Just like Tuco desperately searching Sad Hill for the confederate gold, Bob too faced the same dilemma, in fact I have witnessed that same dilemma on every IT engagement and software project I have been involved in. I dare say that this dilemma is not even exclusive to IT but that you will find the exact same problem is almost every human endeavor, from an engineer building a rocket to put a man on mars to a lawyer drafting claims for a patent application,. How do we provide the right assets, the content, to help solve the problem at hand, the context. In other words, how do we automate a context to content mapping to suggest the best assets to our architects, engineers, lawyers to help them?

RAM to the rescue

IBM Rational® Asset Manager (RAM looks to address the problem of having valuable assets scattered across the enterprise. RAM is a realization of a standard specification called the Reusable Asset Specification. RAS, which is an OMG specification and was developed by IBM and others. Inside. The RAS defines a format for the descriptive metadata, the classification metadata, and the usage metadata of an asset, as well as a layout for the content and the content's metadata.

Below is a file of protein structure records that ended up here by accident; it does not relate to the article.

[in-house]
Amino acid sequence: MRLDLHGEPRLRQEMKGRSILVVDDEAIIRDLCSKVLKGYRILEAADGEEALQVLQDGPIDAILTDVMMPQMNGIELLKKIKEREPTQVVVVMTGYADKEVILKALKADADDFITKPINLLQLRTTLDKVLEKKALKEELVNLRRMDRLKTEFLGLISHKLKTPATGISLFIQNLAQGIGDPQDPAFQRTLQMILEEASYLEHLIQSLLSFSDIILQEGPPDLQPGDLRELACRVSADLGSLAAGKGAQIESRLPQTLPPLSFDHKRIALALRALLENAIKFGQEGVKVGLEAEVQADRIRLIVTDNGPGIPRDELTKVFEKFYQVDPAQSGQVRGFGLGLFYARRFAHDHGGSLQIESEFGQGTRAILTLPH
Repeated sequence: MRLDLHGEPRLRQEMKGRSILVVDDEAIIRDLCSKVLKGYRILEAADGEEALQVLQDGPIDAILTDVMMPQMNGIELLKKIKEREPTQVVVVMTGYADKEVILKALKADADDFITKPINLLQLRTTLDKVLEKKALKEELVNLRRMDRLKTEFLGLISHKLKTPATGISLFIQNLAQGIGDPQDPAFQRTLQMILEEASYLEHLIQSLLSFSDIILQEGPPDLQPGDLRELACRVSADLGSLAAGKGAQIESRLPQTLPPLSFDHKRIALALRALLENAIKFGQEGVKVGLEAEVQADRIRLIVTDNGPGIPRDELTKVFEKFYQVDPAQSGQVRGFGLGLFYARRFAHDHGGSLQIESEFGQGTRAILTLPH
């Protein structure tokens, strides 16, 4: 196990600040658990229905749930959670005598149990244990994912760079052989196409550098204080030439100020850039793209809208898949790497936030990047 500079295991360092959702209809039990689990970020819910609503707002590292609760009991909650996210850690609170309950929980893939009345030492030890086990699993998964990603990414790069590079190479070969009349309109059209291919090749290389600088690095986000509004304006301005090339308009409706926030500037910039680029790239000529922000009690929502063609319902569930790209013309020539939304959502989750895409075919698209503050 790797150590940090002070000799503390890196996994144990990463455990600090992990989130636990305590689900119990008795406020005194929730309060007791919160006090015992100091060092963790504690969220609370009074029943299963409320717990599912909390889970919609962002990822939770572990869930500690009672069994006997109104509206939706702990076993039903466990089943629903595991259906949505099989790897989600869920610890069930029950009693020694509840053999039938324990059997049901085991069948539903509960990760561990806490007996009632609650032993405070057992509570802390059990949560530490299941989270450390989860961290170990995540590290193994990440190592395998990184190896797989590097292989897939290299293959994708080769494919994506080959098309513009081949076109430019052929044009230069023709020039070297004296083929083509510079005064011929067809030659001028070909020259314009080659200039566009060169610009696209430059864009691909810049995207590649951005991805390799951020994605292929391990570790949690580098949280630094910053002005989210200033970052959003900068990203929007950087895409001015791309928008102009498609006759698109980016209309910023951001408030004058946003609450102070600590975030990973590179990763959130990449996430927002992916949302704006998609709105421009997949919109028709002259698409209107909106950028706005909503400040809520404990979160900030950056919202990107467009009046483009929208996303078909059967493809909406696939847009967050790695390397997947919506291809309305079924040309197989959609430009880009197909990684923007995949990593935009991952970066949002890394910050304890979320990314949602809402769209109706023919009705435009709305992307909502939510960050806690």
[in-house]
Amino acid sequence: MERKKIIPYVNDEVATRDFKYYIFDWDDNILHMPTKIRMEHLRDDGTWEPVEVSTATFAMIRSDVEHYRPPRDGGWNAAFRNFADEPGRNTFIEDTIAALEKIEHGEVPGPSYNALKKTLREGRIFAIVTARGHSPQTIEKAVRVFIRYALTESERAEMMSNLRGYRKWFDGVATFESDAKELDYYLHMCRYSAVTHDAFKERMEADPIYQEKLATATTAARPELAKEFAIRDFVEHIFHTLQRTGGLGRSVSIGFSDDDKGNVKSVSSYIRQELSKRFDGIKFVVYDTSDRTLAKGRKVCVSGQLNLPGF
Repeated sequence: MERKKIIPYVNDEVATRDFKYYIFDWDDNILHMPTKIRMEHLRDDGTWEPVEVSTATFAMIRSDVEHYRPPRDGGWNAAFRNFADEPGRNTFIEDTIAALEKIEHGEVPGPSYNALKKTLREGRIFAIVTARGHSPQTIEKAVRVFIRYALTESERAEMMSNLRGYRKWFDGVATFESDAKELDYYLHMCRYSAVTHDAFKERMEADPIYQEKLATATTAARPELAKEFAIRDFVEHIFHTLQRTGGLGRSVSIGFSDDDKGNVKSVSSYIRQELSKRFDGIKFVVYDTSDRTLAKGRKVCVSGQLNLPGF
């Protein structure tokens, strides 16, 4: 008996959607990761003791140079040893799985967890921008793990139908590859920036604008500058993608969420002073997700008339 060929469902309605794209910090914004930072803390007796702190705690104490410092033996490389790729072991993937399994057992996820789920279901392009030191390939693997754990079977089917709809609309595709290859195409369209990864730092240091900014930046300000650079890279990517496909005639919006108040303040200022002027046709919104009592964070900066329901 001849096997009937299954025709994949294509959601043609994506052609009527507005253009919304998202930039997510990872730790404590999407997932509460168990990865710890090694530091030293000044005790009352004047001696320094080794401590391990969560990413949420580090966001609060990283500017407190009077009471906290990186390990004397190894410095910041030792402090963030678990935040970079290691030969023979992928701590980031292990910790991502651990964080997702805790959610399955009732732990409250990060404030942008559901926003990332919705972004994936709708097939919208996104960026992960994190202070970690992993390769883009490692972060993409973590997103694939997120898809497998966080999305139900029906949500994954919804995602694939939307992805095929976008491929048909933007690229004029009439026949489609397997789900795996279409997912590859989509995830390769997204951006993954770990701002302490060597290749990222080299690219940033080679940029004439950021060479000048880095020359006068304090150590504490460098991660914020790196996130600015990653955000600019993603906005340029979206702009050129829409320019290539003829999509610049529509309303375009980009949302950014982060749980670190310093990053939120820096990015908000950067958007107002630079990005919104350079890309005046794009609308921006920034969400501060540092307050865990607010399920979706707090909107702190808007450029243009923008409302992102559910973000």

IBM flag ship modeling product Rational Software Architect 6.0 (which is a full fledged successor to Rational Rose) was the first IBM product with a realized implementation of the RAS specification. There was support for Workgroup and Local repository storage in that implementation, but no scalable enterprise repositories. The problem of harvesting, storage, and consumption of reusable assets is really, however, an enterprise problem. Small-scale reuse is not as difficult, or as demanding of good tooling.